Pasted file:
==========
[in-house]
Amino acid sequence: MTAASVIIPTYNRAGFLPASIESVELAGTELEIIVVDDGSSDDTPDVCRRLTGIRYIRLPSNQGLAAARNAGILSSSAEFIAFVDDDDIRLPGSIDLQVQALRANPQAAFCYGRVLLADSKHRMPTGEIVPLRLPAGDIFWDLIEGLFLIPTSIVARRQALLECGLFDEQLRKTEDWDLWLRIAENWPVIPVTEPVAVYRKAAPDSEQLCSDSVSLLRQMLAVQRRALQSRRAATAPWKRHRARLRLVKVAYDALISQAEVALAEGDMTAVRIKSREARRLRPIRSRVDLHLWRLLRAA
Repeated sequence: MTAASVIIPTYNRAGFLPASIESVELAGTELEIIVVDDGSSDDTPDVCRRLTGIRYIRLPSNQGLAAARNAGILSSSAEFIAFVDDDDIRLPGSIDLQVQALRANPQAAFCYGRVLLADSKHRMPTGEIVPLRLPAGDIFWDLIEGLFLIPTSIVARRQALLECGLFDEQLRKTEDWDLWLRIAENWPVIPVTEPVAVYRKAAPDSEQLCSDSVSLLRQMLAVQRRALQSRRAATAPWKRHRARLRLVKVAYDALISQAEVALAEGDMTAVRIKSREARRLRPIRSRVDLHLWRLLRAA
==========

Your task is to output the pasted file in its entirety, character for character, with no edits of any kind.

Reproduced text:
[in-house]
Amino acid sequence: MTAASVIIPTYNRAGFLPASIESVELAGTELEIIVVDDGSSDDTPDVCRRLTGIRYIRLPSNQGLAAARNAGILSSSAEFIAFVDDDDIRLPGSIDLQVQALRANPQAAFCYGRVLLADSKHRMPTGEIVPLRLPAGDIFWDLIEGLFLIPTSIVARRQALLECGLFDEQLRKTEDWDLWLRIAENWPVIPVTEPVAVYRKAAPDSEQLCSDSVSLLRQMLAVQRRALQSRRAATAPWKRHRARLRLVKVAYDALISQAEVALAEGDMTAVRIKSREARRLRPIRSRVDLHLWRLLRAA
Repeated sequence: MTAASVIIPTYNRAGFLPASIESVELAGTELEIIVVDDGSSDDTPDVCRRLTGIRYIRLPSNQGLAAARNAGILSSSAEFIAFVDDDDIRLPGSIDLQVQALRANPQAAFCYGRVLLADSKHRMPTGEIVPLRLPAGDIFWDLIEGLFLIPTSIVARRQALLECGLFDEQLRKTEDWDLWLRIAENWPVIPVTEPVAVYRKAAPDSEQLCSDSVSLLRQMLAVQRRALQSRRAATAPWKRHRARLRLVKVAYDALISQAEVALAEGDMTAVRIKSREARRLRPIRSRVDLHLWRLLRAA